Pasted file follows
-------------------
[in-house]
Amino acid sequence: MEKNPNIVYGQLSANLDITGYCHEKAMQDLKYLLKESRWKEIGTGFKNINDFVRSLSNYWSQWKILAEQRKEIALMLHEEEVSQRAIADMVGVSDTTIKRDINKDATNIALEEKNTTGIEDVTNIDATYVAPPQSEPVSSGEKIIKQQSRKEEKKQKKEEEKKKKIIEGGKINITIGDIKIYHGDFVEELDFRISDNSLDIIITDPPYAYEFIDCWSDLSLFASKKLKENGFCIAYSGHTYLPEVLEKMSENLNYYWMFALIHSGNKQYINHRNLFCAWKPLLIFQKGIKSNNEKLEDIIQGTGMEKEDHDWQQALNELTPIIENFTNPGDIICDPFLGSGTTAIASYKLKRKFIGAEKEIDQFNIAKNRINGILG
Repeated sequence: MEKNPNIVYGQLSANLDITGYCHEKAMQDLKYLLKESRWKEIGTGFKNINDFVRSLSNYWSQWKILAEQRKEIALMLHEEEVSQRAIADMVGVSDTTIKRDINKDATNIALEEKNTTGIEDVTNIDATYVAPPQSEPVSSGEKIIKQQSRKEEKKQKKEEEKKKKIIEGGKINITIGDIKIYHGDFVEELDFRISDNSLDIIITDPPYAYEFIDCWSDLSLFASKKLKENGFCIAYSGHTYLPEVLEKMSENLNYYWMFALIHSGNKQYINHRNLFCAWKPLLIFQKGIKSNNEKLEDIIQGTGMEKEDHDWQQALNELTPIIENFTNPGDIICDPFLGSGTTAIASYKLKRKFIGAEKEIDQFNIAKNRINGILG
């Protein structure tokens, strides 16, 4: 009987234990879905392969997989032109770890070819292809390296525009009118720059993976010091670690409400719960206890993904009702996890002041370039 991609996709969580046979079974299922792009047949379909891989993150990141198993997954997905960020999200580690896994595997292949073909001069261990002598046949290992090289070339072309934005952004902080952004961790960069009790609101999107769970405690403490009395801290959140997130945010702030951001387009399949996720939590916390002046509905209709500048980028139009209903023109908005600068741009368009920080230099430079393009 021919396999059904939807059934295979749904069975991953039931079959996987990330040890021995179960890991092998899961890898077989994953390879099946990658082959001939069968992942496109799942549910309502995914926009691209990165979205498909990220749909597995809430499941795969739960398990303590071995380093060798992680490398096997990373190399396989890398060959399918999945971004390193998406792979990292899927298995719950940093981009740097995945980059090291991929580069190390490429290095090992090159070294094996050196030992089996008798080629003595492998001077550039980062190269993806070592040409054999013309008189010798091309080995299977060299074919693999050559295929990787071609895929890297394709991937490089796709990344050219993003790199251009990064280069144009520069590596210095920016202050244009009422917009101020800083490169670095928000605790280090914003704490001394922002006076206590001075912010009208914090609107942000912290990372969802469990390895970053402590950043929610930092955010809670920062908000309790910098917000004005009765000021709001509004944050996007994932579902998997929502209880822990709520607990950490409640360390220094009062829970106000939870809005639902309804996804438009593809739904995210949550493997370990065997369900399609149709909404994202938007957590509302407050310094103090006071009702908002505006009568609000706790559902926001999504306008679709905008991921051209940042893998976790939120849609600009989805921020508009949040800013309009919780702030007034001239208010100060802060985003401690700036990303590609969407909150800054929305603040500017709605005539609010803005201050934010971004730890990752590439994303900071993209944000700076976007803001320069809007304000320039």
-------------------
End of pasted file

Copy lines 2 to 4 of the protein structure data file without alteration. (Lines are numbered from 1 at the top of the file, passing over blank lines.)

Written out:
Amino acid sequence: MEKNPNIVYGQLSANLDITGYCHEKAMQDLKYLLKESRWKEIGTGFKNINDFVRSLSNYWSQWKILAEQRKEIALMLHEEEVSQRAIADMVGVSDTTIKRDINKDATNIALEEKNTTGIEDVTNIDATYVAPPQSEPVSSGEKIIKQQSRKEEKKQKKEEEKKKKIIEGGKINITIGDIKIYHGDFVEELDFRISDNSLDIIITDPPYAYEFIDCWSDLSLFASKKLKENGFCIAYSGHTYLPEVLEKMSENLNYYWMFALIHSGNKQYINHRNLFCAWKPLLIFQKGIKSNNEKLEDIIQGTGMEKEDHDWQQALNELTPIIENFTNPGDIICDPFLGSGTTAIASYKLKRKFIGAEKEIDQFNIAKNRINGILG
Repeated sequence: MEKNPNIVYGQLSANLDITGYCHEKAMQDLKYLLKESRWKEIGTGFKNINDFVRSLSNYWSQWKILAEQRKEIALMLHEEEVSQRAIADMVGVSDTTIKRDINKDATNIALEEKNTTGIEDVTNIDATYVAPPQSEPVSSGEKIIKQQSRKEEKKQKKEEEKKKKIIEGGKINITIGDIKIYHGDFVEELDFRISDNSLDIIITDPPYAYEFIDCWSDLSLFASKKLKENGFCIAYSGHTYLPEVLEKMSENLNYYWMFALIHSGNKQYINHRNLFCAWKPLLIFQKGIKSNNEKLEDIIQGTGMEKEDHDWQQALNELTPIIENFTNPGDIICDPFLGSGTTAIASYKLKRKFIGAEKEIDQFNIAKNRINGILG
């Protein structure tokens, strides 16, 4: 009987234990879905392969997989032109770890070819292809390296525009009118720059993976010091670690409400719960206890993904009702996890002041370039 991609996709969580046979079974299922792009047949379909891989993150990141198993997954997905960020999200580690896994595997292949073909001069261990002598046949290992090289070339072309934005952004902080952004961790960069009790609101999107769970405690403490009395801290959140997130945010702030951001387009399949996720939590916390002046509905209709500048980028139009209903023109908005600068741009368009920080230099430079393009 021919396999059904939807059934295979749904069975991953039931079959996987990330040890021995179960890991092998899961890898077989994953390879099946990658082959001939069968992942496109799942549910309502995914926009691209990165979205498909990220749909597995809430499941795969739960398990303590071995380093060798992680490398096997990373190399396989890398060959399918999945971004390193998406792979990292899927298995719950940093981009740097995945980059090291991929580069190390490429290095090992090159070294094996050196030992089996008798080629003595492998001077550039980062190269993806070592040409054999013309008189010798091309080995299977060299074919693999050559295929990787071609895929890297394709991937490089796709990344050219993003790199251009990064280069144009520069590596210095920016202050244009009422917009101020800083490169670095928000605790280090914003704490001394922002006076206590001075912010009208914090609107942000912290990372969802469990390895970053402590950043929610930092955010809670920062908000309790910098917000004005009765000021709001509004944050996007994932579902998997929502209880822990709520607990950490409640360390220094009062829970106000939870809005639902309804996804438009593809739904995210949550493997370990065997369900399609149709909404994202938007957590509302407050310094103090006071009702908002505006009568609000706790559902926001999504306008679709905008991921051209940042893998976790939120849609600009989805921020508009949040800013309009919780702030007034001239208010100060802060985003401690700036990303590609969407909150800054929305603040500017709605005539609010803005201050934010971004730890990752590439994303900071993209944000700076976007803001320069809007304000320039």